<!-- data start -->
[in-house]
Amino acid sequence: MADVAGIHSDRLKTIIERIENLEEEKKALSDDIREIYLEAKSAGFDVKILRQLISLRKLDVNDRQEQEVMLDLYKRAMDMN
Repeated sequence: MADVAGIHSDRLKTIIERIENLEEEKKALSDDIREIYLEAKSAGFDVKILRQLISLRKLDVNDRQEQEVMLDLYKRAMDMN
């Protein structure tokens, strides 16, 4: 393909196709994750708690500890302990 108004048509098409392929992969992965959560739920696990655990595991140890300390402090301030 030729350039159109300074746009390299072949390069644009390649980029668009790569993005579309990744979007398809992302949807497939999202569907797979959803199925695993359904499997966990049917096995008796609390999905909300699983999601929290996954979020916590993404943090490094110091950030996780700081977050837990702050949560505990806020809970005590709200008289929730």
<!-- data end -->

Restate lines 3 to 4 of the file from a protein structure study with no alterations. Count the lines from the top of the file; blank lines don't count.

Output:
Repeated sequence: MADVAGIHSDRLKTIIERIENLEEEKKALSDDIREIYLEAKSAGFDVKILRQLISLRKLDVNDRQEQEVMLDLYKRAMDMN
């Protein structure tokens, strides 16, 4: 393909196709994750708690500890302990 108004048509098409392929992969992965959560739920696990655990595991140890300390402090301030 030729350039159109300074746009390299072949390069644009390649980029668009790569993005579309990744979007398809992302949807497939999202569907797979959803199925695993359904499997966990049917096995008796609390999905909300699983999601929290996954979020916590993404943090490094110091950030996780700081977050837990702050949560505990806020809970005590709200008289929730």